The pride of Austin, Texas, folk rocker Shakey Graves, came rolling through town with his three-piece band in tow to spout cautionary tales and road wisdom to a raucous Dublin crowd on Friday night. Gaining notoriety earlier this decade for his one-man band style performance, the singer-songwriter born Alejandro Rose-Garcia has been making a name for himself ever since with his bluesy country guitar ramblings. With now a healthy catalogue of knockout tracks, Shakey Graves has been touring the better part of this year in support of his new album Can’t Wake Up.
This latest effort is a deviation from his earthy musical roots, exploring avenues of indie pop with a more polished finish while still holding fast to his phenomenal finger picking and yearning vocals. Despite it’s signs of growth and maturity as an artist, Can’t Wake Up didn’t exactly blow me away. However, it’s never been the recorded Shakey Graves that sparked my fancy, rather his live act (specifically that lovely one in the bowling alley for KEPX where he covers a song from The Little Mermaid). At this stop in Dublin, the quality of his live game was on point as ever.
“This show is about bad advice for you,” Rose-Garcia pronounced pointedly into the mic as he launched into “Word of Mouth”. The rising and falling sentiments of the song settled over an excitable crowd and the man beamed consummately at their response as he picked up the pace, thumping the kick drum and tambourine on his busker-style rig. Shakey’s mischievous lyricism rang out rhythmically in time to his multi-tasking instrumentalism, free-wheeling with dynamic volumes and ear-catching phrasing.
The musician’s charms only increased as he paused between tunes to recount tales of his personal lore and shed light on some of the light-hearted inspirations for his music. Leading up to “Tomorrow” he explained that this was a love song written by his much younger, slightly more naïve self, but in which he can still find feelings that have stuck with him today. The man drenched this back catalogue track in self-deprecating humour, picking through it with exaggerated expressions over the more dubious lyrics, winking cartoonishly at what he had once decreed true romance. It was a great demonstration of how important it may be for a songwriter to remember and appreciate where they have been and how far they have come, artistically and personally. And that’s good advice for anyone of us.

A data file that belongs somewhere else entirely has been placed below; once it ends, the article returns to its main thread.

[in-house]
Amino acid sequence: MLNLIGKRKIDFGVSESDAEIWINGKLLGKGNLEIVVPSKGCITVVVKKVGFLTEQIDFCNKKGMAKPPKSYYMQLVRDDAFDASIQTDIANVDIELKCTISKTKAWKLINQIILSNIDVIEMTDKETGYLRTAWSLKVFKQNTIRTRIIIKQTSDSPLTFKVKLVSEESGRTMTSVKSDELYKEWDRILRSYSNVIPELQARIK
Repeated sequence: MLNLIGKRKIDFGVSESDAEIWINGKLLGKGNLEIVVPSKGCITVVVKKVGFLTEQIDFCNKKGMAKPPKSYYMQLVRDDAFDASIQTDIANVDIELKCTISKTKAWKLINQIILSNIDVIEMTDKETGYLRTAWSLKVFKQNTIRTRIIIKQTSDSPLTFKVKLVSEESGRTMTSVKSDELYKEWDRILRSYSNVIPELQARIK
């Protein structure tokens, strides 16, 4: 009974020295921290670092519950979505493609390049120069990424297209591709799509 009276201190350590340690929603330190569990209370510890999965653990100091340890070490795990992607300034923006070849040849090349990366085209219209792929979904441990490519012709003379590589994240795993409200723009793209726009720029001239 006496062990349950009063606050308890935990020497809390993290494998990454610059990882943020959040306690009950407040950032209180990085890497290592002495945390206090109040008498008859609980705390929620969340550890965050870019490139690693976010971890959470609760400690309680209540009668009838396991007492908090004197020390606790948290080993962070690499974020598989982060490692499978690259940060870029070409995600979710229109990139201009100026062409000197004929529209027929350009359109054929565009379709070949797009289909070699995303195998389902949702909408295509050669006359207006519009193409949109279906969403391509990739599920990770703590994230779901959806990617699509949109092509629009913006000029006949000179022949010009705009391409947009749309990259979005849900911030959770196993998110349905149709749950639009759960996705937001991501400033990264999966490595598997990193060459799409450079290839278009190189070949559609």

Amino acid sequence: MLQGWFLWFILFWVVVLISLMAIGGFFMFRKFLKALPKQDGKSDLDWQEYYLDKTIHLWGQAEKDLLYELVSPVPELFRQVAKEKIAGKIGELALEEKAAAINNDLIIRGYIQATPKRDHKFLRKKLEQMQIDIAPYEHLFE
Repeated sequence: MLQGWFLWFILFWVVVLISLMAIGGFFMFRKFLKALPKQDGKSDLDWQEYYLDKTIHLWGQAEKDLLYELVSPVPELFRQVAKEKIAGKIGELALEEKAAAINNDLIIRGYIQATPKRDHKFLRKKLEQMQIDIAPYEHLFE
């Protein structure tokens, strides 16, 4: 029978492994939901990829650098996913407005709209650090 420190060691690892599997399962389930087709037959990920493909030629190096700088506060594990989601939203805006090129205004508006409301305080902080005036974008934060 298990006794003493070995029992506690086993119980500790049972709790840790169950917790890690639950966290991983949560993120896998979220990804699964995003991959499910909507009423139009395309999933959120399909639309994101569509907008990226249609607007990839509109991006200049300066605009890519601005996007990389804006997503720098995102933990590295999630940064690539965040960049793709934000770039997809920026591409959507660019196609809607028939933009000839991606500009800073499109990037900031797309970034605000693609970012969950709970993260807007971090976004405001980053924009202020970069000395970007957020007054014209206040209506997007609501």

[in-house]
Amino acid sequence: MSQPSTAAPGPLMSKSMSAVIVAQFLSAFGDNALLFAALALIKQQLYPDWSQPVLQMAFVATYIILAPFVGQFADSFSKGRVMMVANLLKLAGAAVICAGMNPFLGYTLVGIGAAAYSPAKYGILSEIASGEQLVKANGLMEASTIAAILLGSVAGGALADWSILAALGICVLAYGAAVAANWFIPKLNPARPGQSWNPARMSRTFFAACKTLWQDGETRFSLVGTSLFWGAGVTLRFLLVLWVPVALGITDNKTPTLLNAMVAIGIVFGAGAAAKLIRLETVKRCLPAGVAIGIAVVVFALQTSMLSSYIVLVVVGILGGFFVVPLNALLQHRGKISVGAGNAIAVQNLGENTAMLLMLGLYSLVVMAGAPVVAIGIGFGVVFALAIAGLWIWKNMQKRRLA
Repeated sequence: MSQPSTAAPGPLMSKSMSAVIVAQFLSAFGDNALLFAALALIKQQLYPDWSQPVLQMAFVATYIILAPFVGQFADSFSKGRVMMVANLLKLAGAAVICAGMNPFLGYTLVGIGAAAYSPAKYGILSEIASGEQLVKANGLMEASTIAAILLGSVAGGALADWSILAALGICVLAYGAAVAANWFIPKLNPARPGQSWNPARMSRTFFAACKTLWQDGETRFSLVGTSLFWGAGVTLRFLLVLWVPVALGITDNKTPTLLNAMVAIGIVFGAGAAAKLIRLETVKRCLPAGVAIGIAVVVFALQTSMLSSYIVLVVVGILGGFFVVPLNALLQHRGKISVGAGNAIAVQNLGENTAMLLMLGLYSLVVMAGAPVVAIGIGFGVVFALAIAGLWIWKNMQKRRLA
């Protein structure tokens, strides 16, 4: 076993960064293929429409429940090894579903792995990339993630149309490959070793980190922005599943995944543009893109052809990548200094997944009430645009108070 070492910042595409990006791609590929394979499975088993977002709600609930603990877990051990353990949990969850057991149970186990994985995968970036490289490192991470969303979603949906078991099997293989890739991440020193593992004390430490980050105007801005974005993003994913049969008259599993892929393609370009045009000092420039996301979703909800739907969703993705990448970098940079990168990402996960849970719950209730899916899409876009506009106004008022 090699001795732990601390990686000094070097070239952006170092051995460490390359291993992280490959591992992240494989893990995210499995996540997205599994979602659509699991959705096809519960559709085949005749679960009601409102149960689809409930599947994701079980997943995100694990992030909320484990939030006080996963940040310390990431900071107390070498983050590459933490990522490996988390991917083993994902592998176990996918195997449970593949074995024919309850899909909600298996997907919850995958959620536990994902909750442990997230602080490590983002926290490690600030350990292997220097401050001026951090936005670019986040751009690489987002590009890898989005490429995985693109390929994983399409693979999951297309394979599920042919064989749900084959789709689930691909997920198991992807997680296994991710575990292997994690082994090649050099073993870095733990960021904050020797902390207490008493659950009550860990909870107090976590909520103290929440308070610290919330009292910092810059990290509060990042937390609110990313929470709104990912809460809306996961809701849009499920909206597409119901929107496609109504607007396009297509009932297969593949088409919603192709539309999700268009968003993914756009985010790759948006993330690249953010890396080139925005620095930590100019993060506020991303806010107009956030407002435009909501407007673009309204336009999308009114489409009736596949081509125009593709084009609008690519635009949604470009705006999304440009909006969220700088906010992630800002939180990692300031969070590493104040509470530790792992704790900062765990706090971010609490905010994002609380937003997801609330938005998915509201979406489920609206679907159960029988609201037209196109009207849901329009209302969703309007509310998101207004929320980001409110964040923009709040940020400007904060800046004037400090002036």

More helpful counsel unfurled in “Nobody’s Fool” before Shakey Graves threw caution to the wind, trading his acoustic for electric for a dark and desperate “Roll the Bones”. His eyes rolled emphatically as he tickled the frets and tapped out the rhythm with his toes. Pausing to look skyward, he pressed the mic to his chest and emulating his bearing heart with a bass drum kick, which prompted the crowd to clap in unison as Shakey ruminated on mortality in an eerie green haze.
As his bandmates joined Rose-Garcia on stage, the foursome set out to tackle a few tracks off the latest album. The new tunes benefitted from the fleshed-out live sound and were very enjoyable. Particularly striking was “Dining Alone”, a ditty with a cabaret sound and guitar sound emulating wayward violin, about a familiar sensation of feeling stuck in a routine yet spending all your time fantasizing about things that you’ll never do.
After this introspective section, Shakey Graves brought it back to a classic with a flashy solo leading into “The Perfect Parts”. At this stage, Rose-Garcia was in full effect, his shaggy main dripping with sweat as he carelessly spun the mic onto the crowd to take a sip from his beer, curating a manic call and response. Shakey put his entire body into the heart-wrenching ballad singing, “I’ll be watching from afar, Under the light of another star”, contorting his face and straining his throat, coursing into the schizophrenic vocalizations of a driving “Built to Roam”.
As the bandmates left Shakey alone on the stage, some of the more tender moments were somewhat spoilt by the rowdy chattiness of the crowd, but this did not deter him. He applauded the audience for their chant-backs and was clearly just loving every moment of the gig regardless. He gleefully ended the formal set with a long-winded tale of drinking cheap moonshine in Tennessee while ill-advised driving down country roads, whereupon he and a pal wrote “Georgia Moon”. The colourful anecdote made the final song all the more enjoyable.
To much fanfare, the band came back on for three final dynamic hits. Shakey was simply radiating during a heartfelt “Family and Genus” calling everyone in the audience his friends and family and putting his entire body into the performance, rocking his hips against the guitar, gesturing animatedly, and running in places. The crowd went nuts for the first tones of “Dearly Departed” and its recognizable drum-rimmed intro. The set hit its peak as the starry-eyed singer, solo once more, left things off with a lively rendition of “Late July” accelerating to an impossible tempo before fizzling out in some glorious final throes. I could have watched this charming guy for hours more but sadly it had to come to an end—back to the bowling alley video for me, until next time!
Word of Mouth
Roll the Bones
Big Bad Wolf
The Perfect Parts
Built to Roam
Family and Genus
Review by Krysten Maier
Photography © Michael Lockheart 2018